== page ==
And it's because of just this kind of thing that I disagree with the many good people here on the Superman Homepage who have exclaimed Smallville: Season 11 to be of superior quality to the New 52 books (this came up in the review from a couple of weeks past, or maybe in the associated Comments, but I hadn't before followed-up on it).

The way I see it, see, is those books would try to explain how the hell Lex's procedure works. They would have already explained how the memory toxin administrator's consciousness transfers to the toxin's receiver (rather than simply saying that it does) and probably also find a way or two to consider the broader implications of such a phenomenon. It wouldn't be a mere plot device, a choice made to rationalize a choice earlier made about a future point in the plot.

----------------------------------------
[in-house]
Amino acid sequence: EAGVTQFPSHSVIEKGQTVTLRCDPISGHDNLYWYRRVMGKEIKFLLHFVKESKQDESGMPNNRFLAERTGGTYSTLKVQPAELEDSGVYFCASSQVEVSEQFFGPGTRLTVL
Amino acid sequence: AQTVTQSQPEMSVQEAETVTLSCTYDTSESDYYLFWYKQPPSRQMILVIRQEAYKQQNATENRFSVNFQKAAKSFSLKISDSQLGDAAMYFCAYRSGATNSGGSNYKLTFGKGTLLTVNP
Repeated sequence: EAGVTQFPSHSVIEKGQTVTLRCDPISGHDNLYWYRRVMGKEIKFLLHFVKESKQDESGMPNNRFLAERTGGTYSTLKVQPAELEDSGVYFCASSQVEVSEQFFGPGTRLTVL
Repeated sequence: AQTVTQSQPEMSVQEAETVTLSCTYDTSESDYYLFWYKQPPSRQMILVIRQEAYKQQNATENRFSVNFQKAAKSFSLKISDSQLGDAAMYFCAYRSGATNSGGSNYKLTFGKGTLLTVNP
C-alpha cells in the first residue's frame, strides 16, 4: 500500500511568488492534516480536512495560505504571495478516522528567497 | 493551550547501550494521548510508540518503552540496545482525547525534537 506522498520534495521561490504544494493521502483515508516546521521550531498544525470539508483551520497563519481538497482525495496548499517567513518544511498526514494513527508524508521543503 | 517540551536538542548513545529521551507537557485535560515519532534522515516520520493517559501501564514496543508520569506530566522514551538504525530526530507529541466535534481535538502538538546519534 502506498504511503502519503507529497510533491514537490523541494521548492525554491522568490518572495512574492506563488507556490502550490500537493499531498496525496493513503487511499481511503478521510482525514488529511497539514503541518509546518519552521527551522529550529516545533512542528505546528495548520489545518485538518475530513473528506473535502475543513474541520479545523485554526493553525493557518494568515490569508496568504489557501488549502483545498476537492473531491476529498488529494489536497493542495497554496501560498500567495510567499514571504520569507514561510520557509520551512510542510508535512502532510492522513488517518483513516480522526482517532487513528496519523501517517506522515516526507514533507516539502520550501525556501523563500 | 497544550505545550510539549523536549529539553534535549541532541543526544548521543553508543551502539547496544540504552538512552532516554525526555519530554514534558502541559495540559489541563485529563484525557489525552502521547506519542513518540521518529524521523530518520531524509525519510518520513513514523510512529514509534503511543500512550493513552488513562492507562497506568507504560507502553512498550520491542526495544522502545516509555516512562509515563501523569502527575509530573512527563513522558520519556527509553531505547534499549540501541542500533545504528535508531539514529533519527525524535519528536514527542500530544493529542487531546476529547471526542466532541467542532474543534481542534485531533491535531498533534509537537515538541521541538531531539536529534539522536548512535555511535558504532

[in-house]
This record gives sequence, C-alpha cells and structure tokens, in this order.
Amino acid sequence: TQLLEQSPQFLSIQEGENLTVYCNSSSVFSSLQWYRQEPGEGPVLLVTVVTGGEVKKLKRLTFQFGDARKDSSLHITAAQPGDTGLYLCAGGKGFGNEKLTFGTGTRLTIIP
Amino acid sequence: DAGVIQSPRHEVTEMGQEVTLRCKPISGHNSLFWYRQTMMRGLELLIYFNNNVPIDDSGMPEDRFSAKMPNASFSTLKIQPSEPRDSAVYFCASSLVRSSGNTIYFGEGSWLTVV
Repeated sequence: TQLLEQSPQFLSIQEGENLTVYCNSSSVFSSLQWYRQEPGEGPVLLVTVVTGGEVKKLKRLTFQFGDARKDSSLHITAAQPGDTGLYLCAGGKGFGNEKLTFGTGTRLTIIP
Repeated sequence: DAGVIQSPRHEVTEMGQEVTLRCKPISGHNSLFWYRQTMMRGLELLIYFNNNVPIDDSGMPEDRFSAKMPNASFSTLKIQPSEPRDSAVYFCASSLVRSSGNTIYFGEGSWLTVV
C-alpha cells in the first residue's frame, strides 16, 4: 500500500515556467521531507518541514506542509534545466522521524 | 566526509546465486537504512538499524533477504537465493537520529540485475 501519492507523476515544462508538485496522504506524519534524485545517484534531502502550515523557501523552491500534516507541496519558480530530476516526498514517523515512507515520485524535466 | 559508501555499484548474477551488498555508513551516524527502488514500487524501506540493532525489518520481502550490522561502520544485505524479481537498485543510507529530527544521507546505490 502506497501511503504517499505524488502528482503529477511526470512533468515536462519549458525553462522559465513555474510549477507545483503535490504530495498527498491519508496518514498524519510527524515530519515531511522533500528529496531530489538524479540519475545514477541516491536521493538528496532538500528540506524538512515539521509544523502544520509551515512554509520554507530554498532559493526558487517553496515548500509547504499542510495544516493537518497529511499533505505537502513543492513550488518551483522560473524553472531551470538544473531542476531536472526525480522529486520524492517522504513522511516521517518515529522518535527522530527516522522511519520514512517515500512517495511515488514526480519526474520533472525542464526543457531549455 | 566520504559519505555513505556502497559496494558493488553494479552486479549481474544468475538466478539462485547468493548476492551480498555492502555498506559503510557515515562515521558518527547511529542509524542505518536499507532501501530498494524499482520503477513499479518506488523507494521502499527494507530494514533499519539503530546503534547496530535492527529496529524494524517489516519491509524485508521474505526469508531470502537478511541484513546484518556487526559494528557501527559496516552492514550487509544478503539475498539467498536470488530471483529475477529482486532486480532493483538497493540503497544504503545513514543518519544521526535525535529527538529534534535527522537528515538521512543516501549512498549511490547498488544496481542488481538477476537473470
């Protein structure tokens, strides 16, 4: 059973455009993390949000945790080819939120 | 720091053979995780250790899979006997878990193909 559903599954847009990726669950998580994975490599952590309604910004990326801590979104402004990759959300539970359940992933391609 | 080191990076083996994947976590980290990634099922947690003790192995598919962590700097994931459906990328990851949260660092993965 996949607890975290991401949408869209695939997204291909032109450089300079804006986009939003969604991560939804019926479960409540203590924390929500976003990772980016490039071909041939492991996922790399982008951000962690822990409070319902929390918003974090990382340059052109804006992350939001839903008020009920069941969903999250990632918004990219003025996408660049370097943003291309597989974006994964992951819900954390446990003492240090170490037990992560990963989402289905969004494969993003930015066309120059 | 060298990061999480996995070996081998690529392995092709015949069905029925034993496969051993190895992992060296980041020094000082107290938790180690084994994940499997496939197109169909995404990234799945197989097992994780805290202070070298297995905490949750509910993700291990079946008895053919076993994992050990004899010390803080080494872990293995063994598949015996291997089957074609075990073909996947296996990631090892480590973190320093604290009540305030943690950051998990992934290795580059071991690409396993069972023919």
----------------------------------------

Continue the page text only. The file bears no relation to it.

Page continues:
In fact, I'm finding the current Superman and Action Comics to be smarter and more challenging, narratively, then Smallville. Kind of by a long shot. (Yo, fellow Homepage reviewers: Who wants to trade for an issue?!) Not perfect, by any means. And sometimes so smart they're stupid (yes, happens to Morrison too often, I'm sad to admit). But much more engaging. When I read the current books, I feel the weight of their history. When I read Smallville, I feel like I'm reading a high-resolution replica of a Silver Age book, with much more relaxed social mores but still all kinds of quasi-scientific mumbo-jumbo in all the right places (i.e. as many places as possible).

Maybe it just takes all kinds.